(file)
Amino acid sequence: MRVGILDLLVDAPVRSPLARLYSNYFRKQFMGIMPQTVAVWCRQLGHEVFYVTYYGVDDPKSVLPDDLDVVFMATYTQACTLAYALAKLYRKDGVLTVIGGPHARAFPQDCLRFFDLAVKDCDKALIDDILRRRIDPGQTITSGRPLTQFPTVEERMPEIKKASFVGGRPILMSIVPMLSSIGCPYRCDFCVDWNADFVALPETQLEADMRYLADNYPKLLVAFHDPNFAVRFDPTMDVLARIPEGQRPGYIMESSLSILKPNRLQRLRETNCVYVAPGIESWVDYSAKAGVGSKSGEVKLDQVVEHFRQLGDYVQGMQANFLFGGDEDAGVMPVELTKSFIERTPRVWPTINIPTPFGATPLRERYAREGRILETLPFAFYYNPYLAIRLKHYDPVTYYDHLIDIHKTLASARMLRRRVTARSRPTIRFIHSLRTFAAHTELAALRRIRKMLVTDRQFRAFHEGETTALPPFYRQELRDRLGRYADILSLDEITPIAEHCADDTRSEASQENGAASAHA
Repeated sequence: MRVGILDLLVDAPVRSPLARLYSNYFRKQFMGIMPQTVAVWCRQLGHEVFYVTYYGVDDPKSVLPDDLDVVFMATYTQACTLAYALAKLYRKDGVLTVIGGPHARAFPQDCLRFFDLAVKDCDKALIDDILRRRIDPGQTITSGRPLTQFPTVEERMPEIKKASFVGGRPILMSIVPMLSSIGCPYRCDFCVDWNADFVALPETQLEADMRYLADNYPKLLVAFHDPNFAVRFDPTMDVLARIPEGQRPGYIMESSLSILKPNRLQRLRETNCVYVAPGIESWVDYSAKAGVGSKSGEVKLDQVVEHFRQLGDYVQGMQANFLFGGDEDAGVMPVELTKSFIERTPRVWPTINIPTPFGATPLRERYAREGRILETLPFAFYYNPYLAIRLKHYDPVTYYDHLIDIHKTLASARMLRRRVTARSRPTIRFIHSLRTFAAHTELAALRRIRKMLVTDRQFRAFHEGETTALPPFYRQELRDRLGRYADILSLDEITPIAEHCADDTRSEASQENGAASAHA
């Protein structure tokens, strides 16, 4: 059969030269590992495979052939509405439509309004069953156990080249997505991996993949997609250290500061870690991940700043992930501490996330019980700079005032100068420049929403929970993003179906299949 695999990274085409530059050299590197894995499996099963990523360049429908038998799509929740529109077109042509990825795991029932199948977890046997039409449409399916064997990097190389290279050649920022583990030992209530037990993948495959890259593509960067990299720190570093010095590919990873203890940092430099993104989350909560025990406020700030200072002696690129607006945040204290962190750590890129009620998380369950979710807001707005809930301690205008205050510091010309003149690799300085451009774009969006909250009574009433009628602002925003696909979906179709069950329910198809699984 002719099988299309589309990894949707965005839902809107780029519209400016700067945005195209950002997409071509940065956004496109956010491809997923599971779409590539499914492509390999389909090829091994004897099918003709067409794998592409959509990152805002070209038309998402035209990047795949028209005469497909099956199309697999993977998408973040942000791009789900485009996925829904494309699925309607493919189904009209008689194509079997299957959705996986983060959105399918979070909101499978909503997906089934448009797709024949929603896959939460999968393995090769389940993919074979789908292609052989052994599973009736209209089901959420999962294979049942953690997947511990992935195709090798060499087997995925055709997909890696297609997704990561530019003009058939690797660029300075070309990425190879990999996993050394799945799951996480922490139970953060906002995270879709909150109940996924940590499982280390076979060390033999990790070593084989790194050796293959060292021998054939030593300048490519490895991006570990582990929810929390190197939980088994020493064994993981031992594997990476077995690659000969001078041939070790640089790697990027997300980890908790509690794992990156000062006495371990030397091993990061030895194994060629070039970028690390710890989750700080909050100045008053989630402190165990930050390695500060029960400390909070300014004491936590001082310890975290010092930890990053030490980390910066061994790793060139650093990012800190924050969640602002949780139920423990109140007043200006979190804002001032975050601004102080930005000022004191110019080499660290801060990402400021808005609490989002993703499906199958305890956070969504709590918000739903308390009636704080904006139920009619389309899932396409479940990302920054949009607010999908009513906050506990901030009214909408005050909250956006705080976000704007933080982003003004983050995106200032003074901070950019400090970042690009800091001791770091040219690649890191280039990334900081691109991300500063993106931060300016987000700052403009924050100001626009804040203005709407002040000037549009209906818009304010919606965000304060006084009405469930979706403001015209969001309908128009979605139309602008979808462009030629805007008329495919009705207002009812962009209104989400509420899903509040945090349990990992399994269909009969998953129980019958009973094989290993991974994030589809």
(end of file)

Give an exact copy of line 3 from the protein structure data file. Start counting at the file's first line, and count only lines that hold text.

């Protein structure tokens, strides 16, 4: 059969030269590992495979052939509405439509309004069953156990080249997505991996993949997609250290500061870690991940700043992930501490996330019980700079005032100068420049929403929970993003179906299949 695999990274085409530059050299590197894995499996099963990523360049429908038998799509929740529109077109042509990825795991029932199948977890046997039409449409399916064997990097190389290279050649920022583990030992209530037990993948495959890259593509960067990299720190570093010095590919990873203890940092430099993104989350909560025990406020700030200072002696690129607006945040204290962190750590890129009620998380369950979710807001707005809930301690205008205050510091010309003149690799300085451009774009969006909250009574009433009628602002925003696909979906179709069950329910198809699984 002719099988299309589309990894949707965005839902809107780029519209400016700067945005195209950002997409071509940065956004496109956010491809997923599971779409590539499914492509390999389909090829091994004897099918003709067409794998592409959509990152805002070209038309998402035209990047795949028209005469497909099956199309697999993977998408973040942000791009789900485009996925829904494309699925309607493919189904009209008689194509079997299957959705996986983060959105399918979070909101499978909503997906089934448009797709024949929603896959939460999968393995090769389940993919074979789908292609052989052994599973009736209209089901959420999962294979049942953690997947511990992935195709090798060499087997995925055709997909890696297609997704990561530019003009058939690797660029300075070309990425190879990999996993050394799945799951996480922490139970953060906002995270879709909150109940996924940590499982280390076979060390033999990790070593084989790194050796293959060292021998054939030593300048490519490895991006570990582990929810929390190197939980088994020493064994993981031992594997990476077995690659000969001078041939070790640089790697990027997300980890908790509690794992990156000062006495371990030397091993990061030895194994060629070039970028690390710890989750700080909050100045008053989630402190165990930050390695500060029960400390909070300014004491936590001082310890975290010092930890990053030490980390910066061994790793060139650093990012800190924050969640602002949780139920423990109140007043200006979190804002001032975050601004102080930005000022004191110019080499660290801060990402400021808005609490989002993703499906199958305890956070969504709590918000739903308390009636704080904006139920009619389309899932396409479940990302920054949009607010999908009513906050506990901030009214909408005050909250956006705080976000704007933080982003003004983050995106200032003074901070950019400090970042690009800091001791770091040219690649890191280039990334900081691109991300500063993106931060300016987000700052403009924050100001626009804040203005709407002040000037549009209906818009304010919606965000304060006084009405469930979706403001015209969001309908128009979605139309602008979808462009030629805007008329495919009705207002009812962009209104989400509420899903509040945090349990990992399994269909009969998953129980019958009973094989290993991974994030589809």